Thirty minutes into this movie and you’re thinking: A park full of dinosaurs sounds like a terrible idea, but John Williams’ score says that everything will be okay. Thirty-five minutes into the movie and you’ll never look at a glass of water the same way again. I conquered my fear this weekend and re-watched Jurassic Park for the first time since its 1993 release. The mountain of foreshadowing may not have hit me when I was a kid, but the screeching, stomping, chomping, stalking dinosaurs sure did. The lasting impression is still a powerful force, but hopefully this time the nightmares won’t be.
What do you get when a friendly Scotsman with a lot of money decides to clone dinosaurs? A theme park. Obviously. John Hammond (Richard Attenborough) is eager to show his unbelievable island to the public, but his investors insist that he get outside endorsement first. John invites paleontologists, Allen (Sam Neill) and Ellie (Laura Dern), along with a lawyer, Donald (Martin Ferrero), a chaotician, Ian (Jeff Goldblum), and his grandchildren, Tim (Joseph Mazzello) and Lex (Ariana Richards), for a weekend visit to this unique park. The group gets the full tour, enjoying an up-close (fenced-off) experience with the dinosaur clones. Their visit, however, happens to fall on the same day the park’s computer expert decides to steel some dinosaur embryos. To get off the island unseen, the expert shuts off all the power, which, in a facility that relies heavily on computerized enclosures, is a very, very bad move.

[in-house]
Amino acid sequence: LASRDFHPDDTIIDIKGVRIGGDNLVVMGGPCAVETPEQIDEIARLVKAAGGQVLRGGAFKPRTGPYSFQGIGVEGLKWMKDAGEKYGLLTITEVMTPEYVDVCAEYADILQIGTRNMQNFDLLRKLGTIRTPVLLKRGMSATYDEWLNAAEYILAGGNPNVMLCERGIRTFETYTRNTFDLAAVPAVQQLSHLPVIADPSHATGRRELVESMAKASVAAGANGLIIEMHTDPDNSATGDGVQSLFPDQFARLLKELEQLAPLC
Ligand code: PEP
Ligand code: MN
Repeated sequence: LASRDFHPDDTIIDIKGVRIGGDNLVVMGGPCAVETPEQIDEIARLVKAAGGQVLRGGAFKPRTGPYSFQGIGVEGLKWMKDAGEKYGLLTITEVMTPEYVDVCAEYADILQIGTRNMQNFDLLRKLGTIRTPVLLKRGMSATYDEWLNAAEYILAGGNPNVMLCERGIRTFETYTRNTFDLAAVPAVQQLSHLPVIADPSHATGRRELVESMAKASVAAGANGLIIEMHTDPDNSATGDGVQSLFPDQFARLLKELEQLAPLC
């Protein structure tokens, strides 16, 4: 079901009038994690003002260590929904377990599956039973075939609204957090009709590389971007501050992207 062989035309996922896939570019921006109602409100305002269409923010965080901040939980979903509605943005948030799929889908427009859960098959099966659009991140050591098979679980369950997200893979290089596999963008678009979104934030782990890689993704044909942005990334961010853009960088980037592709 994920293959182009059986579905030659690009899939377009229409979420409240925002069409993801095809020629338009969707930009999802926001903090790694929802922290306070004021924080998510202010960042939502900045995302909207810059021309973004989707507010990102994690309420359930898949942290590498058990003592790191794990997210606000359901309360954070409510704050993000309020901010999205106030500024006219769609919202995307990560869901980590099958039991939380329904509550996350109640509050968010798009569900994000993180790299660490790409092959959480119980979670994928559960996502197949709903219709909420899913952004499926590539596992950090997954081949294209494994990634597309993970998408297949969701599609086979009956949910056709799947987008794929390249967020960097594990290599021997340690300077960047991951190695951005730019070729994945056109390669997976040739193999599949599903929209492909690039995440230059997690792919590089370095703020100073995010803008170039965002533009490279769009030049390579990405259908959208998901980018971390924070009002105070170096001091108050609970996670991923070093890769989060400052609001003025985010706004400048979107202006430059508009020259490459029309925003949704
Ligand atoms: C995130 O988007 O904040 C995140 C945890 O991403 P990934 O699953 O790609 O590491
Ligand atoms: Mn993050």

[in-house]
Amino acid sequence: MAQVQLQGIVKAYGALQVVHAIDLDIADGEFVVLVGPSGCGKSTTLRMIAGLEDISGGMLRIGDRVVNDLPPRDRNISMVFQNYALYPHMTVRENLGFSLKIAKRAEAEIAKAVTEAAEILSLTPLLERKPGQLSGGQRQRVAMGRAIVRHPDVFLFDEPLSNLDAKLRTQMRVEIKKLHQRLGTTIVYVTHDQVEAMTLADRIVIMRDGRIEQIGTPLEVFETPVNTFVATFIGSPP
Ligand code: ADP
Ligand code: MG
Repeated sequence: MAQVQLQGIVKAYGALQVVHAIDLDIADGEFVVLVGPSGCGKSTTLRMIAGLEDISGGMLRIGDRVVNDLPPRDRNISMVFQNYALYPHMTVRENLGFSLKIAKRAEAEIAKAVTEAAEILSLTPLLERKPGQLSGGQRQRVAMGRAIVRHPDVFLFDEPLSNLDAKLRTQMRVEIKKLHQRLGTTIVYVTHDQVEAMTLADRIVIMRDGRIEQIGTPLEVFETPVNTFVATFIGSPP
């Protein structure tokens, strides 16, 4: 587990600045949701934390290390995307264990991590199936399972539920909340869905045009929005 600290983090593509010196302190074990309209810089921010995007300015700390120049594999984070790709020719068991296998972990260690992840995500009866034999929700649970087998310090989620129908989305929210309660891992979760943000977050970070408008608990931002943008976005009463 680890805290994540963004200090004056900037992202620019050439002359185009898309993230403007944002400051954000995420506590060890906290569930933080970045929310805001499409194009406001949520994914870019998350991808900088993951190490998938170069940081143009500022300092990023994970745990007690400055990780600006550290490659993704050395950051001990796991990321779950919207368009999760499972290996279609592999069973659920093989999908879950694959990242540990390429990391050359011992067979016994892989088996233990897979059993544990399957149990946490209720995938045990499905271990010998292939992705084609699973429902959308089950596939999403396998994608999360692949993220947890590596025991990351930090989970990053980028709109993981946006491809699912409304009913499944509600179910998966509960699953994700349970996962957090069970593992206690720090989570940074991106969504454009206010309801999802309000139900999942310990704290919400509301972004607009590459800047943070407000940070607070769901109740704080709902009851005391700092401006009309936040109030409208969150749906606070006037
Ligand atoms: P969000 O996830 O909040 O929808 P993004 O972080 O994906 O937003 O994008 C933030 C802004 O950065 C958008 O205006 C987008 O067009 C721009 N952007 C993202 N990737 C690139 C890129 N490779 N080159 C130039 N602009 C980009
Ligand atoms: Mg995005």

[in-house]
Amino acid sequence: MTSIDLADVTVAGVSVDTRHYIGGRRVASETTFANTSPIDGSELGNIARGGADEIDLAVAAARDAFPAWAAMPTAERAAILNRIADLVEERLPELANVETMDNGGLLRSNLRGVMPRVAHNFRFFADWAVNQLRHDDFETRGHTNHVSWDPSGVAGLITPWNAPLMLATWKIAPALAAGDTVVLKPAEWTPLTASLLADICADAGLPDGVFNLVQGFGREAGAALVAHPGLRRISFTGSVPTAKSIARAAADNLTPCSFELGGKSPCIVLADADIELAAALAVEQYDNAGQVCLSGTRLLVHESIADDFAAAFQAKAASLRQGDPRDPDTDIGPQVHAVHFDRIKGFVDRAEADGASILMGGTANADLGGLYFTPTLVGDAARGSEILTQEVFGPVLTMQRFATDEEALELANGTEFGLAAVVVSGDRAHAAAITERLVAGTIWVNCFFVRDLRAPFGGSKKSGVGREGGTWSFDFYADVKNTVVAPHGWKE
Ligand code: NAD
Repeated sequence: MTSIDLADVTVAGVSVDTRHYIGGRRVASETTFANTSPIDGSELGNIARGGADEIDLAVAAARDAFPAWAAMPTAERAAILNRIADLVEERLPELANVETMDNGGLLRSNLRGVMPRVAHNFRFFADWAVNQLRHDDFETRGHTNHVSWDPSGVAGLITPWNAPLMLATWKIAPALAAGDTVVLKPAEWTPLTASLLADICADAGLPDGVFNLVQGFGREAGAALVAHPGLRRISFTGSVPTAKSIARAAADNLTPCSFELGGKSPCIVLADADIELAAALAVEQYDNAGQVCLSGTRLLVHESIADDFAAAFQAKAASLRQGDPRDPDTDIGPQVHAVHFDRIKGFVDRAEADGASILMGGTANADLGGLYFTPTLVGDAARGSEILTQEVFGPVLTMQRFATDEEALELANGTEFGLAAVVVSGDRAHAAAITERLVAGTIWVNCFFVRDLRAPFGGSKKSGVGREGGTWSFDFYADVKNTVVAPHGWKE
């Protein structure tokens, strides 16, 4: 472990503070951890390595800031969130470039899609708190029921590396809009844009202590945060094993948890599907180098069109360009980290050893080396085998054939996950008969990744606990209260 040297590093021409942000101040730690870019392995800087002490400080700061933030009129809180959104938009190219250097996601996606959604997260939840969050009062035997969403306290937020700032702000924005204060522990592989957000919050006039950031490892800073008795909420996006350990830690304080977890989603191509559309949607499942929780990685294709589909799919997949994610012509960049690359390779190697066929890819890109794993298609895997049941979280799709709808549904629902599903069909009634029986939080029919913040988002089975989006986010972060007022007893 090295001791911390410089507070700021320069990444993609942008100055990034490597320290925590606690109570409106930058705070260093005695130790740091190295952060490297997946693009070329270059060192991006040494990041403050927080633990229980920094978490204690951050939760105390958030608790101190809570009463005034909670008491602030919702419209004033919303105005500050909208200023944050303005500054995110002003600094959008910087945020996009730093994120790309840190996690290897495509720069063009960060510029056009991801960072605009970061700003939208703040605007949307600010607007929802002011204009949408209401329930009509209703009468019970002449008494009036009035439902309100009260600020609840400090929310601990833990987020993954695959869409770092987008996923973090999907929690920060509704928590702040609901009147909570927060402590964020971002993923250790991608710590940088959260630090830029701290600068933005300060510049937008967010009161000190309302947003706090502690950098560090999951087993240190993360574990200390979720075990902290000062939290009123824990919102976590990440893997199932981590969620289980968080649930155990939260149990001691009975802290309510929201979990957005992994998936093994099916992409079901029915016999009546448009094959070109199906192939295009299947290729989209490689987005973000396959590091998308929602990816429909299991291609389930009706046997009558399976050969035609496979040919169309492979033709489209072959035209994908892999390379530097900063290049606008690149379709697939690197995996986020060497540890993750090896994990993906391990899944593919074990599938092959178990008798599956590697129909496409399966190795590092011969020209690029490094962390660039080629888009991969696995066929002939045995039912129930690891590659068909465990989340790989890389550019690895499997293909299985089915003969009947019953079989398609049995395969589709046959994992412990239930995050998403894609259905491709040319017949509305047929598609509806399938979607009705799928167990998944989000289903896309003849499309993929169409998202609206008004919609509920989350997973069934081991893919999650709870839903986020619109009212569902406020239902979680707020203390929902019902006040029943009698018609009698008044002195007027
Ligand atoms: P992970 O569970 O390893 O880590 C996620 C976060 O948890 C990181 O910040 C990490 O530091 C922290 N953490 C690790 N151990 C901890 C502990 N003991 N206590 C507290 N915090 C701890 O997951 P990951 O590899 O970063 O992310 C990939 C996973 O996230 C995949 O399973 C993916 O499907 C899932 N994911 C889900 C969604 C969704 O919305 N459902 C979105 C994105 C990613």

John constantly insists that he “spared no expense” in the park’s security. But, even with the high concrete walls, electric fences, automated cars, laser sensors, a narrow-eyed Australian hunter in a Tilley hat, and Samuel L. Jackson in the control room, I never quite believed him. A park full of man-eating dinosaurs? What could posssibly go wronge?
Jurassic Park must have the most satisfying “I told you so” in cinematic history. After all that foreshadowing, after all that “Life will find a way” theorizing, after the fact that John thought it necessary to bring a chaos theorist on board, it is so satisfying when the T. rex breaks loose and attacks the children. I mean… oh you know what I mean. Even after twenty-two years the graphics and especially the animatronics are amazing. I hate that today’s studios prefer to go the CGI-route rather than building something tangible out of rubber that will scare the flying crap out of your inner child. “What’s gonna happen to the goat?” Oh, I think you know what’s gonna happen to the goat…
Jurassic Park is a masterpiece, bringing together fabulous direction (with just the right amount of dramatic zooms), epic music, and intelligent monsters that we worship and admire from the safe distance of 65 million years away. Jurassic Park stands the test of time. People remember when they saw it first, what they thought, and how they slept the night after. It is a 10/10 instant classic.
Jurassic Park trailer.